International Franchisee Brings Dave’s Hot Chicken to Middle East

International Franchisee Brings Dave’s Hot Chicken to Middle East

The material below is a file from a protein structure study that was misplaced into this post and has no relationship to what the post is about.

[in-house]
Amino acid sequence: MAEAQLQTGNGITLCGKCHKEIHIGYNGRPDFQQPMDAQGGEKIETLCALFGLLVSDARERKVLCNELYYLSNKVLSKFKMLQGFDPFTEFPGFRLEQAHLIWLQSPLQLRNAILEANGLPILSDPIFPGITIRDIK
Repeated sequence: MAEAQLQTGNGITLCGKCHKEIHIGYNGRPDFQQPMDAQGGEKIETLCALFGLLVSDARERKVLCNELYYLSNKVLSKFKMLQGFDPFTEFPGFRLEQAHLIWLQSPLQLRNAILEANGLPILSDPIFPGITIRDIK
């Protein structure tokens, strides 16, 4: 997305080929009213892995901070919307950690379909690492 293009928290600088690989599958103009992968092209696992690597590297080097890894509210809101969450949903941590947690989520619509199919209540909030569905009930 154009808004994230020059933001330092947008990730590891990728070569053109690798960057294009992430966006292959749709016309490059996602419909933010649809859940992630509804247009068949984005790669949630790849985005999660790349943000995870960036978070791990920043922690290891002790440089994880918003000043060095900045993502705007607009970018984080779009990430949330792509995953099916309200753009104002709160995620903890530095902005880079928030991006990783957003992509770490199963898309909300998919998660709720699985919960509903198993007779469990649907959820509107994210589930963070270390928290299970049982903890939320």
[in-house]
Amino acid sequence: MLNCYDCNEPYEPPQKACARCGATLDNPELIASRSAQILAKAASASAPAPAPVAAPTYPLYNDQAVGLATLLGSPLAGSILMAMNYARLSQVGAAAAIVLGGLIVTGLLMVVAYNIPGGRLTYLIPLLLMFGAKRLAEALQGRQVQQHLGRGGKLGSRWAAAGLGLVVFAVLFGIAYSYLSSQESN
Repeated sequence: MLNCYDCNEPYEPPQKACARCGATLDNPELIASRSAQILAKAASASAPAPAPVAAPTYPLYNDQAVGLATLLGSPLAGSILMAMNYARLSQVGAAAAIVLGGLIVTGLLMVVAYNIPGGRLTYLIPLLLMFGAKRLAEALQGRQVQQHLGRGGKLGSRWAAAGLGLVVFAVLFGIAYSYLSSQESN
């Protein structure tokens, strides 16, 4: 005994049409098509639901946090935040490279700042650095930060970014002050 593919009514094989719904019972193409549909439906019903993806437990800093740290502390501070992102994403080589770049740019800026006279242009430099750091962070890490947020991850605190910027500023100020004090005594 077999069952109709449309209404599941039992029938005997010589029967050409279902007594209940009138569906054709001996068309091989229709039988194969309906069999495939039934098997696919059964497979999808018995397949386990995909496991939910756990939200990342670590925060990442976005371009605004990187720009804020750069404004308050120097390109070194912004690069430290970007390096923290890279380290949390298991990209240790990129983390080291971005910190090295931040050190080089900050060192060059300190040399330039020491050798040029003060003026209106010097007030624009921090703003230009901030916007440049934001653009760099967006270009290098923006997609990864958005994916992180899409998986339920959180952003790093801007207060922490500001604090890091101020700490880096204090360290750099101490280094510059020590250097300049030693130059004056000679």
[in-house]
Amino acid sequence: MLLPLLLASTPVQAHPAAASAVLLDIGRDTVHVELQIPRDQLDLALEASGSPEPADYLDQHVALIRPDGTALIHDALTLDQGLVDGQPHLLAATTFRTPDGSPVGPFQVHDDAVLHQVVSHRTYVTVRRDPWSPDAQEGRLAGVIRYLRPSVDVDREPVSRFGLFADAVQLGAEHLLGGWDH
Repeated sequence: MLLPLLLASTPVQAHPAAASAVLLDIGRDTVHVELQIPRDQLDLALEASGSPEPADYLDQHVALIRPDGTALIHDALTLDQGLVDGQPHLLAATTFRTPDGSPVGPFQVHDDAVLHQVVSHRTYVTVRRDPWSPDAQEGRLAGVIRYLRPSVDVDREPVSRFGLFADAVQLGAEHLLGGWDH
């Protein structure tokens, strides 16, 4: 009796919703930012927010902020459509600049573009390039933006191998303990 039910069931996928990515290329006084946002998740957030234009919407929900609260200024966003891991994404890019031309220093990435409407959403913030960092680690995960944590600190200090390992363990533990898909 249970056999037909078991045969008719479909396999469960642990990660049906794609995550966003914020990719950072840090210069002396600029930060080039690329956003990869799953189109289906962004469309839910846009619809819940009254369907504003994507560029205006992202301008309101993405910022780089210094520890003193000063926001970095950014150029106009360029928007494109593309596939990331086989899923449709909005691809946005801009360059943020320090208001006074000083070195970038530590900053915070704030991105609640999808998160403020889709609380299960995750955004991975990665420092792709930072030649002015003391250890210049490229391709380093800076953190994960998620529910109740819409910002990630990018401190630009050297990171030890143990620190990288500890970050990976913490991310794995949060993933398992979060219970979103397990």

02 Apr 2022 - Walid Hajj couldn’t stay away. Though the founder of multi-concept franchise operator Cravia sold a majority stake in that company to sovereign-backed private equity firm Fajr Capital in 2016—a stake “worth about $250- to $300 million”—it wasn’t long before the restaurant industry called him back. “I guess it stays in your blood, this business, so you have to come back,” said Hajj, who in 2001 started with one Cinnabon in an Abu Dhabi mall and grew the Cravia portfolio to more than 100 locations across Cinnabon, Seattle’s Best Coffee, Five Guys Burgers and Carvel. Fajr Capital, which has investments throughout the Middle East and Southeast Asia, later acquired Hajj’s remaining 20 percent stake. His latest undertaking is Lavoya, based in Dubai and now with three restaurant concepts after Hajj signed a deal to develop Dave’s Hot Chicken in the United Arab Emirates, Saudi Arabia, Kuwait, Qatar, Bahrain and Oman. His agreement calls for 31 locations as Dave’s joins Joe & The Juice, a concept out of Copenhagen, and Barbar, a Lebanese street food brand, under the Lavoya umbrella. “There is a taste for spiciness, for hotness in the region,” said Hajj of why he believes the concept, which specializes in hot chicken tenders and sliders, will appeal to local consumers. “There are some home-grown concepts that are trying to replicate Dave’s, but they’re not even close with the quality.” Hajj founded Lavoya in 2020 with Fahad Alhokair, nephew to Fawaz Alhokair, a Saudi Arabian billionaire and co-founder of Fawaz Abdulaziz Alhokair Company (also known as Fawaz Alhokair Fashion Retail). That company is the largest franchise retail operator in the Middle East with more than 1,700 stores across 12 countries. Brands within their portfolio include Zara, Aldo, Mango and Nine West, among others. Lavoya, noted Hajj, is a separate entity, and Fahad Alhokair brings to the partnership experience in franchise development and operations. He is also the founder of Veda Holding, a private equity and venture capital firm based in Riyadh, Saudi Arabia, that invests in fashion, retail, real estate and food and beverage companies. Hajj’s and Alhokair’s combined experience played a big role in Dave’s Hot Chicken moving forward with development in the Arabian Gulf region. Still an emerging brand in the United States, with 48 units open, Chief Development Officer Carolyn Canady said the company is taking an opportunistic approach when it comes to international expansion and wasn’t actively looking to enter markets in the Middle East. “Then we met this awesome operator,” Canady said of Hajj, who connected with Dave’s CEO Bill Phelps after visiting restaurants in the Los Angeles area. Knowing that Hajj scaled other franchises and has the operations team in place at Lavoya to do it again helped seal the deal. On the corporate side, while Dave’s doesn’t have a dedicated international development team, many members of its operations and training staff came, like Phelps and Canady, from Blaze Pizza. At Blaze, where Canady was president of international development, she said they worked with Kuwait-based mega-franchise operator M.H. Alshaya Co. on expansion in the Middle East and the team can draw on that experience. The deal with Lavoya isn’t the first outside the U.S. for Dave’s Hot Chicken. It signed an agreement in 2020 with Obelysk Foods—owned by Toronto Raptors founder John Bitove—to open 30 units throughout Ontario and British Columbia. Three locations are open in Toronto. A need for better chicken “Before acquiring any brand, I have to love it as a consumer,” said Hajj, who because of pandemic-related travel restrictions wound up spending several months in L.A. in 2020, giving him ample time to get familiar with the Dave’s Hot Chicken menu. The brand also checked the “simplicity” and “ease of execution” boxes, he continued, which when combined with the potential he sees in the UAE and beyond for chicken concepts prompted him to pursue Dave’s. “McDonald’s sells more chicken than beef in the region,” he said of the protein’s popularity. “And there’s a need for a better chicken concept. It was the same with Five Guys, the region needed a better burger concept.” QSR giants such as KFC and Popeyes have dozens of locations in the Arabian Gulf region, as does Texas Chicken, the international version of Church’s Chicken. The chef pedigree behind Dave’s—co-founder Dave Kopushyan worked under Thomas Keller of French Laundry—and the food quality make it stand out, said Hajj. And it’s a “cool brand,” he added, which the younger population in countries such as Saudi Arabia are hungry for. Hajj is introducing Dave’s in Dubai with what he described as “two huge flagships.” The first restaurant is under construction at the waterfront Jumeirah Beach Residence, “a corner location by the beach, great exposure and one of the most visited for a touristic population,” he said. The second is in the Motor City area, which Hajj said is “not as touristic, but among the most dense residential and commercial areas in Dubai.” Motor City is also one of Dubai’s top delivery zones. “We keep delivery in mind all the time,” said Hajj, who expects that channel to account for a large portion of sales. The brick-and-mortar presence is crucial, however, to establishing the brand. “Dubai is an international showcase for the brand and for us as franchisees,” he said, then later added, “We want to launch the brand with a big splash.” As Hajj prepares to open the first restaurant in June, he’s closely monitoring global supply chain shortages and said he expects “direct and significant price increases across the board.” “If there’s anything making me nervous, it’s supply chain,” he said, though being able to lean on his past experience and relationships helps temper the anxiety. There are several large chicken producers in the region, he added, which should ease some of the pressure. He’s committed to giving customers the same experience they’d get at a Dave’s Hot Chicken in L.A., even if that means higher costs in the beginning. “My take, we don’t save a penny on anything to make sure that we replicate the whole experience in Dubai,” said Hajj, who’s even importing the same chairs. “Then once you’ve established the brand, you start becoming more efficient, localizing the equipment.”